A couple of weeks ago I talked to an Associated Press reporter about the drought, low water levels in the Platte River and what that meant for our fish. The story got exposure on radio, TV and in newspapers everywhere. Since that story was published, I have heard from acquaintances all over the country that have heard my name mentioned on the news.
As a result of the story, I have talked to or swapped e-mails with reporters from Spain, Denmark, France and China. All of them have been interested in the drought and some of them even made trips to Nebraska just to see the Platte River and write a story.
I had talked several times to a Chinese gentleman working for China Central Television, which has a bureau in Chicago. Yudi Zhang wanted to come to Nebraska to see the drought conditions and the Platte River. I met him and two of his colleagues — a correspondent, Li Hui, and a gentleman who ran the camera — one afternoon at Ak-Sar-Ben Aquarium south of Gretna.
From the parking lot, we ventured just down the road and pulled off right on the bank of the Platte. We spent a half an hour looking at the river and shooting video. Li asked a lot of questions about water quality. I believe they were having a hard time comprehending where the water in the Platte River came from and how it could just all disappear. I explained to them how Nebraska’s climate changes dramatically from Southeast Nebraska, where we average nearly 30 inches of precipitation annually, to far northwestern Nebraska, where the annual average precipitation is closer to 15 inches per year.
However, what they really were hoping to see were carcasses of dead fish. I explained to them that the low water conditions had been going on for several weeks. There were not many carcasses to see because many of the fish that died perished weeks ago and had decayed or been cleaned up by scavengers. Aand in stretches where there was water, the fish had migrated to holes or even down into the Missouri River.
But they wanted footage of dead fish, so we went downstream and walked out onto the Lied Platte River Bridge to see if we could find some.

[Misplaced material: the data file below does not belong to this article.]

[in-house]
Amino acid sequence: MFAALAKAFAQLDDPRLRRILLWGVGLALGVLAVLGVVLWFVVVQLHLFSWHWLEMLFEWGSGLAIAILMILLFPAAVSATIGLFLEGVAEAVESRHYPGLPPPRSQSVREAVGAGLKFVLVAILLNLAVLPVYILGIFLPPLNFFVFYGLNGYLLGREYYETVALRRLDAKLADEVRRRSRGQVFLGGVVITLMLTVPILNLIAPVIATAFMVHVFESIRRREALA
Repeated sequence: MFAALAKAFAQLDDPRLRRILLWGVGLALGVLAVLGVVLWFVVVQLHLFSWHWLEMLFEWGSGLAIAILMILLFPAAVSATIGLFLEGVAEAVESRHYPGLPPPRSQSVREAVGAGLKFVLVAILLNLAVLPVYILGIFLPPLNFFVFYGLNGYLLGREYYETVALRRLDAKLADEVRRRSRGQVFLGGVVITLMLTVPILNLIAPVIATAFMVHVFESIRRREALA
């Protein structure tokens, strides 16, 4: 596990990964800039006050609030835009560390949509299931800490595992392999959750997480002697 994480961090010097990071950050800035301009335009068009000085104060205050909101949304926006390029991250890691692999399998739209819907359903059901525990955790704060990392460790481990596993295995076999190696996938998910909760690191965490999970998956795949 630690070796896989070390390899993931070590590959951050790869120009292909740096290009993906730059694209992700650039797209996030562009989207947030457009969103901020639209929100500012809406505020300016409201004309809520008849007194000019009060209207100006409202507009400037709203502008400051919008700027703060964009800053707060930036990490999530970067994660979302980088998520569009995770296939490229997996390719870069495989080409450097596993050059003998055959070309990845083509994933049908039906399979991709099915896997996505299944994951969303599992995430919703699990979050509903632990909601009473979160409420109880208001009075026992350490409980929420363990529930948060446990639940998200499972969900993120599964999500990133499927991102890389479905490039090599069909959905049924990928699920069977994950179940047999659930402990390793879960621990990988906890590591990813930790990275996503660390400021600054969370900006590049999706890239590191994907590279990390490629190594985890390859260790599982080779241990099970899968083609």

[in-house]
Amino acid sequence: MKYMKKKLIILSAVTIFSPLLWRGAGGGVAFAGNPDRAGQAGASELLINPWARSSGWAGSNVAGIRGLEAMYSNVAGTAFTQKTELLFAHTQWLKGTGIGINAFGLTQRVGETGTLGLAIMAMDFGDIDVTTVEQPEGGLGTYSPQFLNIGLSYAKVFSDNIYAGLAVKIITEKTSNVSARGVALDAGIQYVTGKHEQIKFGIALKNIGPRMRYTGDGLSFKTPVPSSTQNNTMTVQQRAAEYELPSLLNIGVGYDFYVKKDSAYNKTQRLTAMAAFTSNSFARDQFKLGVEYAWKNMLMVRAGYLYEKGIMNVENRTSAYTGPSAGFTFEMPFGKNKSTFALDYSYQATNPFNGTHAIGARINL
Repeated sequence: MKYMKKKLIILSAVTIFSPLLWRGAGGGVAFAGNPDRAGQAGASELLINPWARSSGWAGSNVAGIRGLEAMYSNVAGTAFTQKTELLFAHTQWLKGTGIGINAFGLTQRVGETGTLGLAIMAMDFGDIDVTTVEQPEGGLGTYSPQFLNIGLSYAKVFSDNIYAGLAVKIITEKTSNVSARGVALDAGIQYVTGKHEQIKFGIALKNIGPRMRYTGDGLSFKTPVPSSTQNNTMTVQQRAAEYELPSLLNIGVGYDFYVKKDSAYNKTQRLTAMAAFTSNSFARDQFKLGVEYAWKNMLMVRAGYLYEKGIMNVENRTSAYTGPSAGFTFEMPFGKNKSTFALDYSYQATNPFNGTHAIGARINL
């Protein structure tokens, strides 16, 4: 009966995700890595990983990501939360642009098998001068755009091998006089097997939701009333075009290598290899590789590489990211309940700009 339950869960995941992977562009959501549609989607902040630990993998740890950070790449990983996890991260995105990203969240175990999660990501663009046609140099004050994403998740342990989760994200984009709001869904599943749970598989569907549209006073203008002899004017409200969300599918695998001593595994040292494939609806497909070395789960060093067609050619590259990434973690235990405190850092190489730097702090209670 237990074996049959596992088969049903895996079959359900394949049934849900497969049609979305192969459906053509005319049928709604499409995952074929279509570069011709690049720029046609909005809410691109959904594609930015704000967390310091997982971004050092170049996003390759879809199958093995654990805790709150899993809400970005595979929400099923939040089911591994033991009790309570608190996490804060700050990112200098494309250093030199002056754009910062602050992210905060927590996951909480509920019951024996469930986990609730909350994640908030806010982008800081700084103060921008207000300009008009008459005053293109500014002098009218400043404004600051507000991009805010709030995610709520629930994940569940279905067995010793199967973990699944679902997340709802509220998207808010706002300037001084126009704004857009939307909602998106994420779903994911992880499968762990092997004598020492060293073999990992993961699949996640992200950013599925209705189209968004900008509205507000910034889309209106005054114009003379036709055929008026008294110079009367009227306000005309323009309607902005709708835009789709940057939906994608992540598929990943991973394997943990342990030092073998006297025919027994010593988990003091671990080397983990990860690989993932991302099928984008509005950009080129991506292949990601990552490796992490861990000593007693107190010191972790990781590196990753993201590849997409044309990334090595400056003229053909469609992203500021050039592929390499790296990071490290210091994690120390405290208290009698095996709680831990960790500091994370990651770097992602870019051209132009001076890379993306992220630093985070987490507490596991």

They were able to get some good shots of the river from the bridge. I pointed out a softshell turtle in front of a log jam. There were raccoon tracks on all the sandbars, and I told them that those bandits had cleaned up all the fish that might have died. About two-thirds of the way across the bridge, Li excitedly motioned to her colleagues and pointed to a carcass of a dead fish below the bridge. Success!
Some might say that all this talk about the Platte and the low water levels and dead fish is nothing but bad publicity. That might be true, but it is our reality. I have been able to share with all of the reporters I have talked to, some of whom have never set foot in Nebraska, what my home state is like.
My Chinese friends commented several times about how hot it was. I just shrugged my shoulders; it is hot every summer, maybe more so this summer, but hot nonetheless. Oh, and it gets darned cold in the winter too. Had my Chinese friends and I been standing on the banks of the Platte a year ago, in the place where we were standing, we would have been in the river. We have lived through dry cycles and wet cycles before, and we will again. Yes, the dry weather and lack of water has a negative impact on our fish and wildlife resources, and I do not like it. When the water comes back, and it will, the fish will be back, too.
Our governor was just on a trade and goodwill trip to China. I am glad I got to do my part for international relations by staying here at home and having some Chinese people come visit, even if it was just for a couple of hours. I hope they enjoyed it because I always love to brag up my home state. There is no place like Nebraska.
Daryl Bauer is the outreach program manager in the Game and Parks' Fisheries Division. Contact him at 402-471-5008 or firstname.lastname@example.org. Read his blog, Barbs and Backlashes, at OutdoorNebraska.org.